The House Commerce Committee this will begin taking testimony on Tuesday, Nov. 12, on legislation to "Ban the Box." House Bill 4366 would prohibit employers from using an initial job application that asks prospective employees about their criminal history, including felony convictions.
The legislation prohibition does not apply to a background check, any inquiry that takes place after the submission of the initial application for employment or an inquiry that is necessary to enable an employer to comply with a requirement of state or federal law. Nevertheless, the Michigan Chamber is strongly opposed to this legislation and will be voicing our concerns at the Committee hearing.
Specifically, federal law and case law already provides ample protections against employment discrimination against individuals with conviction records. Specifically, Title VII of the Civil Rights Act protects people with criminal records from employment discrimination. The Equal Employment Opportunity Commission (EEOC) has interpreted Title VII of the Civil Rights Act to prohibit employment policies that exclude individuals on the basis of their conviction records. In the absence of a justifying business necessity, such policies violate Title VII and are illegal. In order to establish business necessity, the employer must show that it considered three factors in making an employment decision: (1) The nature and gravity of the offense(s); (2) the time that has passed since the conviction and/or completion of the sentence; and (3) the nature of the job held or sought.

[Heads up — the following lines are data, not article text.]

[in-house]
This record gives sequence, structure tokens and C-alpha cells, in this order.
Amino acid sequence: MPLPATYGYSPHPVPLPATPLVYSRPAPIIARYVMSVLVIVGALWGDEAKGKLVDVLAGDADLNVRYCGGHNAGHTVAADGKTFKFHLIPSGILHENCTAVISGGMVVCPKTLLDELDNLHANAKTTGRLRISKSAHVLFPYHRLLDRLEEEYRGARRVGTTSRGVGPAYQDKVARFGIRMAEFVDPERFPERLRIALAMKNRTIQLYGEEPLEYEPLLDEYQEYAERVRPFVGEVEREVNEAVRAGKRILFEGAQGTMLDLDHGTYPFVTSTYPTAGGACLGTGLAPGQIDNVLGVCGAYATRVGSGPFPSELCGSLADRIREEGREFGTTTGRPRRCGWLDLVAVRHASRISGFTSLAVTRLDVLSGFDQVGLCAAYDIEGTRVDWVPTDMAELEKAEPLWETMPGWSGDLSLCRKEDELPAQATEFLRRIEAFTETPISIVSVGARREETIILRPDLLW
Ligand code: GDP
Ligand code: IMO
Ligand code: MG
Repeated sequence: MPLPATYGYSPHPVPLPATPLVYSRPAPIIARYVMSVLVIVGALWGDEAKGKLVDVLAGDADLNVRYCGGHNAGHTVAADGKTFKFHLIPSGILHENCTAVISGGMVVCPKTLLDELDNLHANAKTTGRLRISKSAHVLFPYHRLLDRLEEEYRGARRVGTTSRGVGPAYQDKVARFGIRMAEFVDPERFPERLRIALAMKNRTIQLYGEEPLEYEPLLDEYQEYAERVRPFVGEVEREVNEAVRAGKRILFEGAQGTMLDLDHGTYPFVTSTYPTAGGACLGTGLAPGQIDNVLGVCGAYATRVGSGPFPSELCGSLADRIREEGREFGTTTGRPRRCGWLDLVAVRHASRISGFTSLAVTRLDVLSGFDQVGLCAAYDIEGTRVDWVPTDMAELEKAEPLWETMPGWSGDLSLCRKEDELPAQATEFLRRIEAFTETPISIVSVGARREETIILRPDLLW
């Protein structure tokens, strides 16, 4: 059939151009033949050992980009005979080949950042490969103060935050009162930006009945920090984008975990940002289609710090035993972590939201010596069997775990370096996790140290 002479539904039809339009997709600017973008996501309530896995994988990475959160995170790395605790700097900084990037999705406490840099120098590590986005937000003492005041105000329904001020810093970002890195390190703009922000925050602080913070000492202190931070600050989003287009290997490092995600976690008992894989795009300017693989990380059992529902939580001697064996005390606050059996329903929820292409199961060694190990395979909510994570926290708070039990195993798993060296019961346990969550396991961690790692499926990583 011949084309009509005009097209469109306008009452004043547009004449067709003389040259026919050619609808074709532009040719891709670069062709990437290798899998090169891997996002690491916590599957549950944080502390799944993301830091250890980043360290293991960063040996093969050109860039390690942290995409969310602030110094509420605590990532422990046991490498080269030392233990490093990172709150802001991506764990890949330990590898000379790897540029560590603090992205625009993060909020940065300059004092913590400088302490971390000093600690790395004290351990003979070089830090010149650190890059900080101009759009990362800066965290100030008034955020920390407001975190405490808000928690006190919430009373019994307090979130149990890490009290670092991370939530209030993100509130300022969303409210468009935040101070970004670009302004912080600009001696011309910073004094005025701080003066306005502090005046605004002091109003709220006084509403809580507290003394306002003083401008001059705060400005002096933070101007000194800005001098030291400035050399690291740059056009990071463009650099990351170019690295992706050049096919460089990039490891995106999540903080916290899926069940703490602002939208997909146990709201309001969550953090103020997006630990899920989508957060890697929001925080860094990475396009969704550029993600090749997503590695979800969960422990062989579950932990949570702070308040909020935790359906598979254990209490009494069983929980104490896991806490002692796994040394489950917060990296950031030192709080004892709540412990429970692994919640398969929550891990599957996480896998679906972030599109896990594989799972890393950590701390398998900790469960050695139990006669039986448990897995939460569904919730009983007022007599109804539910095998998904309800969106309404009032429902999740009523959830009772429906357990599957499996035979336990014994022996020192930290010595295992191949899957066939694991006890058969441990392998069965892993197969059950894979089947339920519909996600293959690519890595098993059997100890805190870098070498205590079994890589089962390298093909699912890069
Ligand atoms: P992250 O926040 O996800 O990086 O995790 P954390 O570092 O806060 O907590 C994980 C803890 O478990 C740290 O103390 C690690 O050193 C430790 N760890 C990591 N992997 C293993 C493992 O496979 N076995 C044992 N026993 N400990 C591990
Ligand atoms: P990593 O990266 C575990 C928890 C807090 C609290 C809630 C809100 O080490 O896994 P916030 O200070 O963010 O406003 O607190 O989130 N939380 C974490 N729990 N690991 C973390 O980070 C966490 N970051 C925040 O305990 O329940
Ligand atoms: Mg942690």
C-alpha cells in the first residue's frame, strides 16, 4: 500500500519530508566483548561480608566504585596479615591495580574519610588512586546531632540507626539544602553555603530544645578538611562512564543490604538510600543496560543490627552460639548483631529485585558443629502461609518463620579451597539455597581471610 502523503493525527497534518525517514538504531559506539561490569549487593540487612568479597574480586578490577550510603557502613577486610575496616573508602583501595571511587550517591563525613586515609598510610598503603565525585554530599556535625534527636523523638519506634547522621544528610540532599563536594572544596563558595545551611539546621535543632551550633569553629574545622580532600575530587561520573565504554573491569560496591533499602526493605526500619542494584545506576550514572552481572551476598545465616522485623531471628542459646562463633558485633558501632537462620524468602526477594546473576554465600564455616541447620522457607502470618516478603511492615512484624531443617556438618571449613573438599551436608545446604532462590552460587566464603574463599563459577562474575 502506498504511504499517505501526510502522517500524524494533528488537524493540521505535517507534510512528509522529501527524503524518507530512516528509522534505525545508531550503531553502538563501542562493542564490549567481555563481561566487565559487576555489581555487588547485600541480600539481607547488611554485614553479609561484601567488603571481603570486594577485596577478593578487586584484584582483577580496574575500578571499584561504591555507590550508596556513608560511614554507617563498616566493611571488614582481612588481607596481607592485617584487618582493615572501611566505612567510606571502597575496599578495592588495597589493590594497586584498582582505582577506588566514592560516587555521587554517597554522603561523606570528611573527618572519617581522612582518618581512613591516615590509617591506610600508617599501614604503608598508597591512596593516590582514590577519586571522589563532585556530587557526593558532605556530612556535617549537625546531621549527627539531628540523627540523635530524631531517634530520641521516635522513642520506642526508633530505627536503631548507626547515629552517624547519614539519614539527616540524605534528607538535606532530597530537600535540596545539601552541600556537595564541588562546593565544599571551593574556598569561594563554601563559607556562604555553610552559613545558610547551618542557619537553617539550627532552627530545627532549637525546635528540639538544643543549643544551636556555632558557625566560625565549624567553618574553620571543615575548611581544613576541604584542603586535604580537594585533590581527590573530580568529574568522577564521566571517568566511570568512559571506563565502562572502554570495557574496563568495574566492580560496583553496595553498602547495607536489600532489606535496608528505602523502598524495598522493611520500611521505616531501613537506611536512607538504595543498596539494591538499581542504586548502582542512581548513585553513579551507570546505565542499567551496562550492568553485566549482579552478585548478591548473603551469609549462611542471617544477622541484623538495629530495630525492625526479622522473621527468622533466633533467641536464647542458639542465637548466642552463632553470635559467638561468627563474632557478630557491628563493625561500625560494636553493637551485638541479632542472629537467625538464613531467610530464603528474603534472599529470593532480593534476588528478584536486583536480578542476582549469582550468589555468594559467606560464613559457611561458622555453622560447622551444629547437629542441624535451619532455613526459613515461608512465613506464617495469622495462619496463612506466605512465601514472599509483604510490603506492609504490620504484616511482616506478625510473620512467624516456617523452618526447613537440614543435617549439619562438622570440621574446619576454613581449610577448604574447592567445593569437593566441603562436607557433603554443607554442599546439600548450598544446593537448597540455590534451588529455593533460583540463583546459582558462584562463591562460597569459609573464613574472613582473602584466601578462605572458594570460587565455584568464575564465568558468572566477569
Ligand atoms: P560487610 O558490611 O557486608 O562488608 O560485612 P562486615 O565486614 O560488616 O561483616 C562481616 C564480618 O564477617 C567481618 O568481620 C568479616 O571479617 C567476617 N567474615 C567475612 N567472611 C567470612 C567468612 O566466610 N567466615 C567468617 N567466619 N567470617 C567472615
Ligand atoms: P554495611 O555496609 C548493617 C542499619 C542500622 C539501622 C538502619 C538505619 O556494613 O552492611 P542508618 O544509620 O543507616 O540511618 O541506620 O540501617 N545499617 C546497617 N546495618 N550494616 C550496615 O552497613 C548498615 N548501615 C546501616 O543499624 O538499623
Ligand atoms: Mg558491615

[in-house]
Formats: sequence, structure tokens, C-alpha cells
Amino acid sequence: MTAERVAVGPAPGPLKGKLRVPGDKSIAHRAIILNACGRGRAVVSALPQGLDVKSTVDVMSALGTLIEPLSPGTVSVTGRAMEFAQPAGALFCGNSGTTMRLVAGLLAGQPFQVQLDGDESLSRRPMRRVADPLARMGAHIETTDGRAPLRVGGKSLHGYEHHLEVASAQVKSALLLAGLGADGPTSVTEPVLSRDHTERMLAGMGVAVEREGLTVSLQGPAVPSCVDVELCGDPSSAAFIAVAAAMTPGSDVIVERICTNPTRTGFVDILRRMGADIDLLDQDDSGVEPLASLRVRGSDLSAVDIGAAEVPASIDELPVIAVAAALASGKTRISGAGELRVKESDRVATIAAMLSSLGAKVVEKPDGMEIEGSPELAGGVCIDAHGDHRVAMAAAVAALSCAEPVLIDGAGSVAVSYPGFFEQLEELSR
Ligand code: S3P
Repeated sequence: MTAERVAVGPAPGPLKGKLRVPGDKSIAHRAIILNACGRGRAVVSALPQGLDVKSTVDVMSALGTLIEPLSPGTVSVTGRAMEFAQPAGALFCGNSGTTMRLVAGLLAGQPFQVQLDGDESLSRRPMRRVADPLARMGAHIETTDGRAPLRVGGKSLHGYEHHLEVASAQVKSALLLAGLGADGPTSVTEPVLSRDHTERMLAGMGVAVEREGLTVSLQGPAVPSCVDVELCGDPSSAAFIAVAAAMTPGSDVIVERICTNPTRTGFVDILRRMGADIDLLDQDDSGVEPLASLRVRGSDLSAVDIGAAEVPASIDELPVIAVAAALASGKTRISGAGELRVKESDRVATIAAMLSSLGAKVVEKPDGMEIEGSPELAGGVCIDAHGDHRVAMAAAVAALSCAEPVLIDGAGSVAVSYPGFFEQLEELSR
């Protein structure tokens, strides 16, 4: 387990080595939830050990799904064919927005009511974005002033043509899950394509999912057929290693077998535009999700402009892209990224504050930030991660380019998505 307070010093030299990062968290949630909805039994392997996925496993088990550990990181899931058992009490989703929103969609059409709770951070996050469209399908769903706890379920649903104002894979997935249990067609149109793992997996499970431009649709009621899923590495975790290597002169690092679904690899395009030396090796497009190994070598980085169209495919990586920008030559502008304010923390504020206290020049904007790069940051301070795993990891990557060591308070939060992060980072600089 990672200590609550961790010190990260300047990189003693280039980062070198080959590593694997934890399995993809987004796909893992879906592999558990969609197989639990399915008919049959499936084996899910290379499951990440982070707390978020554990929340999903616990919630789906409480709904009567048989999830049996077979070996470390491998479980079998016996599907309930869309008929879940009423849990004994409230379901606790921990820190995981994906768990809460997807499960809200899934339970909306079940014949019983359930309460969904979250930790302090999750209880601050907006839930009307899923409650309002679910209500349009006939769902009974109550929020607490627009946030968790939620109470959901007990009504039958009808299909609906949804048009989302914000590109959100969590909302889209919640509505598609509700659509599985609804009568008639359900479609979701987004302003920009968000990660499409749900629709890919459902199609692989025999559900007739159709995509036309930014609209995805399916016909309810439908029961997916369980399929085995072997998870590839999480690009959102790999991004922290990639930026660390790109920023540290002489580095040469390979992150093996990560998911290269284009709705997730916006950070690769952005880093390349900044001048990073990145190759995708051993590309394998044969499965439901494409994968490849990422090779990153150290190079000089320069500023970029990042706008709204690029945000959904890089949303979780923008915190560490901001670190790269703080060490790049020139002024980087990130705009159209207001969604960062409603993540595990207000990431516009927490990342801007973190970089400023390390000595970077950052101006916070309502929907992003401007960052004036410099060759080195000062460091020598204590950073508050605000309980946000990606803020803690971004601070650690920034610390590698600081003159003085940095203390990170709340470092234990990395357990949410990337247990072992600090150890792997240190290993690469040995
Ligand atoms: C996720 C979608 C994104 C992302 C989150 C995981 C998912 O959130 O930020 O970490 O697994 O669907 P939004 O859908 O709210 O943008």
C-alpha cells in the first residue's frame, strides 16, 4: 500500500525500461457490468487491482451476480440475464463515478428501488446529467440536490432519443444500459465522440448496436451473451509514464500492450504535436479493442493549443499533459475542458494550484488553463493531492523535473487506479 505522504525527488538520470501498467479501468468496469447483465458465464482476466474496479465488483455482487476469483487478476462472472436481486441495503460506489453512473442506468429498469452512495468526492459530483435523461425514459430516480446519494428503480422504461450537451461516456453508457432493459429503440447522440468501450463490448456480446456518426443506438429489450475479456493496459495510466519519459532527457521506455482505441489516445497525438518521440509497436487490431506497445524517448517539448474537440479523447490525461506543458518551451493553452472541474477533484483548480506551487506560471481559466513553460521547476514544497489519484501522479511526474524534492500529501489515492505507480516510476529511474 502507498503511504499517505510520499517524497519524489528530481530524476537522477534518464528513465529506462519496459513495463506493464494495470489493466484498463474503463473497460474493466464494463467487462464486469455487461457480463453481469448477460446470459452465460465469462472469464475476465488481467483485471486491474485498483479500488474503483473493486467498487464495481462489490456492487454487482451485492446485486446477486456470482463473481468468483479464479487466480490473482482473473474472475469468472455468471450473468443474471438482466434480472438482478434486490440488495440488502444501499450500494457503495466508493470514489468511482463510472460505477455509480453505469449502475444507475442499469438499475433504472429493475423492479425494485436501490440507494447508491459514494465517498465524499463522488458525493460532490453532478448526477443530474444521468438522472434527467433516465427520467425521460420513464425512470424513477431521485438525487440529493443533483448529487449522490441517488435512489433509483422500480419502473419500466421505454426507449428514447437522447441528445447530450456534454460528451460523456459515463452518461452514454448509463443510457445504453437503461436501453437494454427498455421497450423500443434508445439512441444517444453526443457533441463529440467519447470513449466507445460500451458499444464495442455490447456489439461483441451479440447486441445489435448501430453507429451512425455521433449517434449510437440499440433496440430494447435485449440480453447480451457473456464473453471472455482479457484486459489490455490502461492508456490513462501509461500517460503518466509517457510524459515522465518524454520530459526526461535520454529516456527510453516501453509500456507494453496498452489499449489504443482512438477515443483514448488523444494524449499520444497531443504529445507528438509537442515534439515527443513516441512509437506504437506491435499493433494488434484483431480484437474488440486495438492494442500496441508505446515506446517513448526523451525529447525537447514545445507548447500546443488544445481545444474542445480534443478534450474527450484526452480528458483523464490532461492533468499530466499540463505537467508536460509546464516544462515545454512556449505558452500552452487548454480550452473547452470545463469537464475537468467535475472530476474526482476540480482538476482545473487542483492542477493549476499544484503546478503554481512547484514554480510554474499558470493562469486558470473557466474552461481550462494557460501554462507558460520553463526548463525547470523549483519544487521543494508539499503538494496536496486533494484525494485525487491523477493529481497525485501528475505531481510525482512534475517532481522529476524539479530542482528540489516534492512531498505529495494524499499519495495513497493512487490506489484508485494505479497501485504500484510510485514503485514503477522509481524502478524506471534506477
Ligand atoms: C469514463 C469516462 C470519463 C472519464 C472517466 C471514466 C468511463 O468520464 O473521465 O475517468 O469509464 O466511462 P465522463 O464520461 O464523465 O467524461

Furthermore, a recent court decision, El v Southeastern Pennsylvania Transportation Authority, adopted a similar, but slightly different, standard than the EEOC, holding that under Title VII, criminal record policies must “accurately distinguish between applicants that pose an unacceptable level of risk and those that do not.”
Like in Michigan, most states allow employers to ask job applicants about both their arrest and conviction records and may legally consider an applicant’s conviction(s) in making hiring decisions, subject to the limitations above. If an applicant fails to disclose information or misrepresents the information, and the employer discovers the deception, the individual can be legally fired.
Rather than imposing a blanket ban and interfering with core workplace policies and decisions, the Michigan Chamber believes the Legislature should incentivize the hiring of individuals with criminal records by eliminating liability to employers hiring these employees. Similar legislation has passed in Texas and Ohio and is expected to be introduced in Michigan in the coming weeks.
Please contact Wendy Block with any questions or if you have a desire to engage in the legislative process at 517/371-7678 or email@example.com.